Involvement of N-6 Adenine-Specific DNA Methyltransferase 1 (N6AMT1) in Arsenic Biomethylation and Its Role in Arsenic-Induced Toxicity

Genes and Environment Laboratory, Division of Environmental Health Sciences, School of Public Health, University of California-Berkeley, Berkeley, California 94720, USA.
Environmental Health Perspectives (Impact Factor: 7.98). 12/2010; 119(6):771-7. DOI: 10.1289/ehp.1002733
Source: PubMed


In humans, inorganic arsenic (iAs) is metabolized to methylated arsenical species in a multistep process mainly mediated by arsenic (+3 oxidation state) methyltransferase (AS3MT). Among these metabolites is monomethylarsonous acid (MMAIII), the most toxic arsenic species. A recent study in As3mt-knockout mice suggests that unidentified methyltransferases could be involved in alternative iAs methylation pathways. We found that yeast deletion mutants lacking MTQ2 were highly resistant to iAs exposure. The human ortholog of the yeast MTQ2 is N-6 adenine-specific DNA methyltransferase 1 (N6AMT1), encoding a putative methyltransferase.
We investigated the potential role of N6AMT1 in arsenic-induced toxicity.
We measured and compared the cytotoxicity induced by arsenicals and their metabolic profiles using inductively coupled plasma-mass spectrometry in UROtsa human urothelial cells with enhanced N6AMT1 expression and UROtsa vector control cells treated with different concentrations of either iAsIII or MMAIII.
N6AMT1 was able to convert MMAIII to the less toxic dimethylarsonic acid (DMA) when overexpressed in UROtsa cells. The enhanced expression of N6AMT1 in UROtsa cells decreased cytotoxicity of both iAsIII and MMAIII. Moreover, N6AMT1 is expressed in many human tissues at variable levels, although at levels lower than those of AS3MT, supporting a potential participation in arsenic metabolism in vivo.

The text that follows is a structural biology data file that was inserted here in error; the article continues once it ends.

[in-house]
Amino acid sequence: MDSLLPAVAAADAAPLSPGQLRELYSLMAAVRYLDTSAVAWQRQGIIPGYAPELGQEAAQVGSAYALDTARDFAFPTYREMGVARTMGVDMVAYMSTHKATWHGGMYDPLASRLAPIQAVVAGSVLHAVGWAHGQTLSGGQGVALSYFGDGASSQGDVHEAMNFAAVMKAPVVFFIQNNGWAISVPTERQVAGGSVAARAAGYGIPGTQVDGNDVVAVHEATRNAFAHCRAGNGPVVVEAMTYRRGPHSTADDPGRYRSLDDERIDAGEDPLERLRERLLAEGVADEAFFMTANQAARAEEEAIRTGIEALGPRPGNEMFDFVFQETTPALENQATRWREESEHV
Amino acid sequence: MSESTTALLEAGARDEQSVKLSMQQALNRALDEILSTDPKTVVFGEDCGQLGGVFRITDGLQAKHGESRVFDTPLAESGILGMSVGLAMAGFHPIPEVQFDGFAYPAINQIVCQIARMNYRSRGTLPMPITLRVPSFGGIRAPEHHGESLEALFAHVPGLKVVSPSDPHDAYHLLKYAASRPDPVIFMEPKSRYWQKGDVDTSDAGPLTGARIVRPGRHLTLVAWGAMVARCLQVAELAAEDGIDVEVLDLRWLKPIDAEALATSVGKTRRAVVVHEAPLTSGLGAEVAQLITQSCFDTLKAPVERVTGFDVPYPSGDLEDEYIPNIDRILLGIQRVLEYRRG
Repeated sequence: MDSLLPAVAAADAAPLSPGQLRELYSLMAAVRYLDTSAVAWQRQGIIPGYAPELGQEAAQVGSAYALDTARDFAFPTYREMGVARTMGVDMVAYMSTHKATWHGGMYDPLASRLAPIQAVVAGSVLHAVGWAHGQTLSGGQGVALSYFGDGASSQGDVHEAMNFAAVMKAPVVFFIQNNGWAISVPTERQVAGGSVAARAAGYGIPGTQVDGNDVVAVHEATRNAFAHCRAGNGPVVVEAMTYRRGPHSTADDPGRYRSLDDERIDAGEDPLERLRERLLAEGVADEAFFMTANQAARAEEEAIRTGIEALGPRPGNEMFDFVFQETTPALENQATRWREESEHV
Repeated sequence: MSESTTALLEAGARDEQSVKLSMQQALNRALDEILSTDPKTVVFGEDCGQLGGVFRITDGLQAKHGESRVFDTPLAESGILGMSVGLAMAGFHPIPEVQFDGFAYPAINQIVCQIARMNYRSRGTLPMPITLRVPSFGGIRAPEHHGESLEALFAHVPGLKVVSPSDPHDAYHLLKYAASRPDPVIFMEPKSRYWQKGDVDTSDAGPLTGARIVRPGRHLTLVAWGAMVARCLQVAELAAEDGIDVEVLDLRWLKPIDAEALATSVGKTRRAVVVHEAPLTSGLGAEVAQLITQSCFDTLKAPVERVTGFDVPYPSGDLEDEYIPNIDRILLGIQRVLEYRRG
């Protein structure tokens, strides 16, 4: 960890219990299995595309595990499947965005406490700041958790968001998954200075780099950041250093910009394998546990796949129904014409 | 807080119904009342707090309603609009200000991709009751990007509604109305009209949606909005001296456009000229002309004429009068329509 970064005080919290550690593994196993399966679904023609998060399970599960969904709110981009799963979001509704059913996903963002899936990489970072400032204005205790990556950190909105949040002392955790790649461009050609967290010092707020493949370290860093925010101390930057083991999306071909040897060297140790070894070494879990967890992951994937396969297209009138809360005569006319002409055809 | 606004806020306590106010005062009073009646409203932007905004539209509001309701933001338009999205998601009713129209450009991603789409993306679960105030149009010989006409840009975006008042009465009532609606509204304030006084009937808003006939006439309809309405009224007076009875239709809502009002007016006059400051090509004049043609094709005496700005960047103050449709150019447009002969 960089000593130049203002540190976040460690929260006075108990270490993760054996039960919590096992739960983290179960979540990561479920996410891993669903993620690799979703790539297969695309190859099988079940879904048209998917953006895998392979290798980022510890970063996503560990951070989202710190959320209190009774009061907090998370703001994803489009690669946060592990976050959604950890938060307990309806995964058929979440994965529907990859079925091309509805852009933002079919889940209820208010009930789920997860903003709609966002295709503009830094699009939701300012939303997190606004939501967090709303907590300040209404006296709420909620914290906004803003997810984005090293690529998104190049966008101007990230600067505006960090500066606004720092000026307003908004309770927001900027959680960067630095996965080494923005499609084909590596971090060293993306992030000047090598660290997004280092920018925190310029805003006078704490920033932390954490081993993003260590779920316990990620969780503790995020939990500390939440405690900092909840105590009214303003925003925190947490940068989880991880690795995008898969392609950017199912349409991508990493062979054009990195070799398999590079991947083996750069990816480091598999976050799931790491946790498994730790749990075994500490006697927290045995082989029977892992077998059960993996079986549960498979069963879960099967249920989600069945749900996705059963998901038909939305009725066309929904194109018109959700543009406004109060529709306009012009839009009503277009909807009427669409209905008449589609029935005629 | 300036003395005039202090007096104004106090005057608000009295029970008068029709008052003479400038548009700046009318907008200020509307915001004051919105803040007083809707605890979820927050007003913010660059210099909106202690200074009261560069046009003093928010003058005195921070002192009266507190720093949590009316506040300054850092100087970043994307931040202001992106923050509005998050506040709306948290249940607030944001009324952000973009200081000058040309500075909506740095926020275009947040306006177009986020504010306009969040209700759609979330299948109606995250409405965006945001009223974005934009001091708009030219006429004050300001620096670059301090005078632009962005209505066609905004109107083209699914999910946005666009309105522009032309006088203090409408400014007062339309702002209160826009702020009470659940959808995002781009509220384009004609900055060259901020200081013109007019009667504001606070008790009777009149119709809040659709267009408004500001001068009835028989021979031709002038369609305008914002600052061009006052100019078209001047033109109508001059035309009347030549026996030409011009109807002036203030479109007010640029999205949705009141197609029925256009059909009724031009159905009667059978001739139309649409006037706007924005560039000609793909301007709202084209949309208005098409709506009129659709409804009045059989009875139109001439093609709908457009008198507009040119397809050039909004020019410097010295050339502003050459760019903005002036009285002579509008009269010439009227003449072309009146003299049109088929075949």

Considering that MMAIII is the most toxic arsenical, our data suggest that N6AMT1 has a significant role in determining susceptibility to arsenic toxicity and carcinogenicity because of its specific activity in methylating MMAIII to DMA and other unknown mechanisms.

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Available from: Martyn Smith, Sep 23, 2014
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    • "Human epidemiology studies have suggested that variability in arsenic biomethylation and the resulting changes of arsenic metabolite profiles, in particular the elevated ratio between mono-and dimethylated metabolites in urine and blood, is associated with an increased susceptibility to skin lesions (Valenzuela et al., 2009) and several types of cancer (Ahsan et al., 2007; Chung et al., 2010; De Chaudhuri et al., 2008; Lin et al., 2006). We recently reported that N-6 adenine-specific DNA methyltransferase 1 (N6AMT1), a putative methyltransferase, was one of the promising methyltransferases involved in arsenic methylation (Ren et al., 2011). We demonstrated that in contrast to As3MT, which methylates iAs to the mono-and dimethylated arsenicals, N6AMT1 appears to be specifically involved in the conversion of MMA III to the less toxic DMA V . "